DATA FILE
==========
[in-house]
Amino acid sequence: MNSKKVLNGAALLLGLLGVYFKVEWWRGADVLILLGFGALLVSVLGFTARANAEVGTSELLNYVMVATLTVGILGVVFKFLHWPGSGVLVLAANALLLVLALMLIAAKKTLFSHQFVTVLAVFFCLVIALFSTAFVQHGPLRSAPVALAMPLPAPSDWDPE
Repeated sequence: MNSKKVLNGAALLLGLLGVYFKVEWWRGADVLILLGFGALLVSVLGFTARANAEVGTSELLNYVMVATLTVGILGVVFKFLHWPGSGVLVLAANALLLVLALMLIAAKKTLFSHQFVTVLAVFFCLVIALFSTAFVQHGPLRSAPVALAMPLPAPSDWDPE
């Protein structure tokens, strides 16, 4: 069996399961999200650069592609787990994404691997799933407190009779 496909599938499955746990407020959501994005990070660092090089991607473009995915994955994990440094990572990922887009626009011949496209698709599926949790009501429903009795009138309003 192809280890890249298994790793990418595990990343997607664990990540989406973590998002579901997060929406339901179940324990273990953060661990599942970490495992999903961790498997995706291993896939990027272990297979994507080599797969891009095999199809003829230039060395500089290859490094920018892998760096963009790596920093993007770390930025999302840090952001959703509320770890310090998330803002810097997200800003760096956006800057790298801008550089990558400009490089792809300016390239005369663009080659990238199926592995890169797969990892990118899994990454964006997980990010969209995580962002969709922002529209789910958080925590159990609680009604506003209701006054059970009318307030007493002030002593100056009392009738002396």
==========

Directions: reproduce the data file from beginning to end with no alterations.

[in-house]
Amino acid sequence: MNSKKVLNGAALLLGLLGVYFKVEWWRGADVLILLGFGALLVSVLGFTARANAEVGTSELLNYVMVATLTVGILGVVFKFLHWPGSGVLVLAANALLLVLALMLIAAKKTLFSHQFVTVLAVFFCLVIALFSTAFVQHGPLRSAPVALAMPLPAPSDWDPE
Repeated sequence: MNSKKVLNGAALLLGLLGVYFKVEWWRGADVLILLGFGALLVSVLGFTARANAEVGTSELLNYVMVATLTVGILGVVFKFLHWPGSGVLVLAANALLLVLALMLIAAKKTLFSHQFVTVLAVFFCLVIALFSTAFVQHGPLRSAPVALAMPLPAPSDWDPE
């Protein structure tokens, strides 16, 4: 069996399961999200650069592609787990994404691997799933407190009779 496909599938499955746990407020959501994005990070660092090089991607473009995915994955994990440094990572990922887009626009011949496209698709599926949790009501429903009795009138309003 192809280890890249298994790793990418595990990343997607664990990540989406973590998002579901997060929406339901179940324990273990953060661990599942970490495992999903961790498997995706291993896939990027272990297979994507080599797969891009095999199809003829230039060395500089290859490094920018892998760096963009790596920093993007770390930025999302840090952001959703509320770890310090998330803002810097997200800003760096956006800057790298801008550089990558400009490089792809300016390239005369663009080659990238199926592995890169797969990892990118899994990454964006997980990010969209995580962002969709922002529209789910958080925590159990609680009604506003209701006054059970009318307030007493002030002593100056009392009738002396």